For the times when you don’t have Sir Finely Mrrgglton. The other way to make use of a largely useless hero power, Steamwheedle Sniper is a card that I have been dying to try out. It is a tempo-based two drop that has a ton of different control applications. The easiest comparison to this card is Fallen Hero. Both minions make their hero power deal two damage to minion, both come down on turn two and they are both strong at clearing the board when unanswered. However, Fallen Hero’s biggest setback is that it is a 3/2. Two health as a two drop is only good if it gets secrets or throws knives. Otherwise you just end up dying to a Shielded Minibot, which basically invalidates your play and sets you way back. On the other hand, the sniper, much like Darnassus Aspirant, is a 2/3. That extra point of health in huge because it allows it to trade and live through many common openings. That is especially important on a card with a static ability.

Steamwheedle Sniper is another card that lets you get some real use out of your hero power. A big part of Control Hunter is doing everything you can to make your hero power just a little more useful. That may seem like a huge overreaction to one part of a list, but not having a relevant hero power has held many decks back (just ask Aggro Shaman). This is even more accentuated in control decks where you are going to be using your hero power a lot throughout the game. This card is also very strong because it, like so many other powerful cards, is quite versatile. It can come down on turn two to enable you a way to fight against most of the other two drops, but it also can be utilized in the later game where you can ping small minions or finish off larges ones.


I first took Dreadscale to legend in my “All Beast” Hunter back when TGT first came out. He was an intricate part to that deck for a couple of reasons, but the biggest was simply how strong he was against Paladin. It has been a long time since then, but Secret Paladin is still one of the all-stars of the meta. Not only that, but there are a lot more swarm decks nowadays than their once were. That pretty much makes Dreadscale an auto-include into any slower Hunter list. When building a deck to take to the ladder you need to constantly have the meta in mind. Right now the meta is a sort of triangle between swarm aggro, midrange aggression and heavy fatigue control. Of those, swarm aggro and midrange aggression both enjoy flooding the board with small minions, especially Zoo and Secret Paladin. Dreadscale’s ability naturally combats those decks and can give you a lot of board presence that other three drops would not afford.

The other reason that Dreadscale works do well is its combo with your removal. One of the hardest parts of building a control deck is finding ways to implement hard removal into your list. Hearthstone is a game where being able to completely remove a minion is getting harder and harder to do. The primary mode for Dreadscale is to combo with Hunter’s Mark to kill any minion in the game for three mana and two cards. That’s a really good deal. However, even when not straight up removing something, Dreadscale helps you finish off a lot of minions in the same way that Wild Pyromancer does. Almost all of your removal is damage based. While most of the time that is enough to clear, sometimes you will need one extra damage to help clear the board, making this card invaluable.

Ball of Spiders

While most of my first articles are based on speculation and gut feelings, I think this is going to be one of the most important cards in the list. Ball of Spiders is a card that is normally considered bad, especially when compared to cards like Mysterious Challenger or Fire Elemental. However, it is a form of card advantage. This card basically reads, add three 1/1’s to the board, then draw three cards. While still not that strong in a vacuum, if you can play this on a favorable board or in a situation where you are ahead then they do get a lot better. There are a lot of beasts in the game right now, some strong and some weak, but all three of the cards you are going to get from Ball of Spiders are going to be bodies, which is really important when putting together a finisher.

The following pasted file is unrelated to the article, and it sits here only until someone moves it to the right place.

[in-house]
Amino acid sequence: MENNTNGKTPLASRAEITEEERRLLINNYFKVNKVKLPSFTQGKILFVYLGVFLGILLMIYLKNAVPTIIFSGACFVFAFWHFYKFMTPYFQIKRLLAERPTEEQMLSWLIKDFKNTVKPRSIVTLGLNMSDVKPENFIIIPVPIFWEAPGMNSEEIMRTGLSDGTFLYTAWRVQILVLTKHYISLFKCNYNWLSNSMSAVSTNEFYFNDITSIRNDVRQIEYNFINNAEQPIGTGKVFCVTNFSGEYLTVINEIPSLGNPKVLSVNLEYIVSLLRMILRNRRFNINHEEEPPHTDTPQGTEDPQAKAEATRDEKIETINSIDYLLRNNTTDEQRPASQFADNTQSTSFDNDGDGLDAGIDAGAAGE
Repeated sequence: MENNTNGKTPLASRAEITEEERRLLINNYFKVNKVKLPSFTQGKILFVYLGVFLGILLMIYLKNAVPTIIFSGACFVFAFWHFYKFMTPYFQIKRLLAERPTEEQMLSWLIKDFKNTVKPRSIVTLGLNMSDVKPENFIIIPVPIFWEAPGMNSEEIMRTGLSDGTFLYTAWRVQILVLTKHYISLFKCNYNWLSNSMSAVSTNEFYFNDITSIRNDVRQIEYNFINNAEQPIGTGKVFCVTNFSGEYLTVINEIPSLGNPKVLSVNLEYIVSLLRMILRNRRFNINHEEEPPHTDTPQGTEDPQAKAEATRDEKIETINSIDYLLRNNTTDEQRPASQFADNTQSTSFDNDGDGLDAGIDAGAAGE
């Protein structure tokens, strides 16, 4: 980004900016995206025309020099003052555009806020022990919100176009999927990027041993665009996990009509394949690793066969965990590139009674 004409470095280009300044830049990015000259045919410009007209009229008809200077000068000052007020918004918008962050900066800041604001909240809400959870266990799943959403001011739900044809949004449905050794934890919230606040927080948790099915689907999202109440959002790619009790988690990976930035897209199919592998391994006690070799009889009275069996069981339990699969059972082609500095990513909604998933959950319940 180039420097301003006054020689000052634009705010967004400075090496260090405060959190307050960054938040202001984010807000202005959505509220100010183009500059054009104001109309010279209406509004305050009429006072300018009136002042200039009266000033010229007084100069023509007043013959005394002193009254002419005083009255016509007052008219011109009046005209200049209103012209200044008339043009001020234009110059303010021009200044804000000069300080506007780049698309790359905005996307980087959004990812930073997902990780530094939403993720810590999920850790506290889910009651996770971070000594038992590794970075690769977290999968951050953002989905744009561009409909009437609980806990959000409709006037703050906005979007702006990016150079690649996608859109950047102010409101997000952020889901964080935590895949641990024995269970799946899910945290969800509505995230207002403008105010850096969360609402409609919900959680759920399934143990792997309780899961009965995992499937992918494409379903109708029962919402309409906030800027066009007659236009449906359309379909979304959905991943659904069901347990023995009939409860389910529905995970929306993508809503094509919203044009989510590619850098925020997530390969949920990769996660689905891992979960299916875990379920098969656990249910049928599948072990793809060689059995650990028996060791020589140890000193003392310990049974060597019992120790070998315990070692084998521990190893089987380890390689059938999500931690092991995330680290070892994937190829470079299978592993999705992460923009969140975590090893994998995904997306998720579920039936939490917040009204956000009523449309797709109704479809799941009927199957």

A big part of Control decks in Hearthstone is having cards that can take over games. Cards that you can play onto an empty board when you are your opponent are both low on cards that seal the deal. Ball of Spiders, as underwhelming as it seems, is one of those cards. This is a great topdeck, and can be used as a finisher in its own right. If you manage to clear out your opponent’s board late in the game and then drop down three Webspinners that will then turn into three larger beasts you are going to be in great shape. This is one of those cards that lets you just play the way you want to and then let it come down when the time is right. It also has a really nice combo with Hunter’s Mark and can even be used to trade into a midrange minion from time to time. Also, if any of the spider’s live you can then trade as you like and play down your extra threats on the same turn.

Gladiator’s Longbow

Another largely overlooked card, Gladiator’s Longbow is a very efficient removal spell. There are very few cards in the game that survive five damage to the dome, and the fact that you take zero damage when you use this is extremely powerful. This under-used weapon is basically two removal spells for the price of one, all while protecting your face. As you can see, there is no healing in this initial decklist. While that could become an issue later on, I wanted to focus on the idea of “minions won’t hit me” rather than “what do I do after they do?”. A big Achilles heel of weapon-based control decks has been their health. Warrior and Paladin don’t care all that much about taking damage because they gain tons of health through healing and armor. However, Control Rogue has always been held back because they would use their weapon to clear and then end up dying to minion damage. This card gives you a way to clear the board with weapons (did I mention that it does five damage?) without taking any damage to your health. This card gives you the upside of a weapon without the downside of taking the damage. A pretty good package for what this deck wants to do. While much less relevant, it is also ten damage to the face if you want to get aggressive.


Control Hunter is a deck that I have been thinking about for a long time. However, each time a season rolls around I find myself distracted by other ideas. Now that I have a valid excuse, I am going to go hard into this build. There are a ton of options for this style of Hunter, and I want to explore them all. I am not yet sure which version is going to come out on top, or just how reliable the removal in Hunter is, but it is definitely worth a try. I cannot wait to break this in. I think it’s going to be a blast.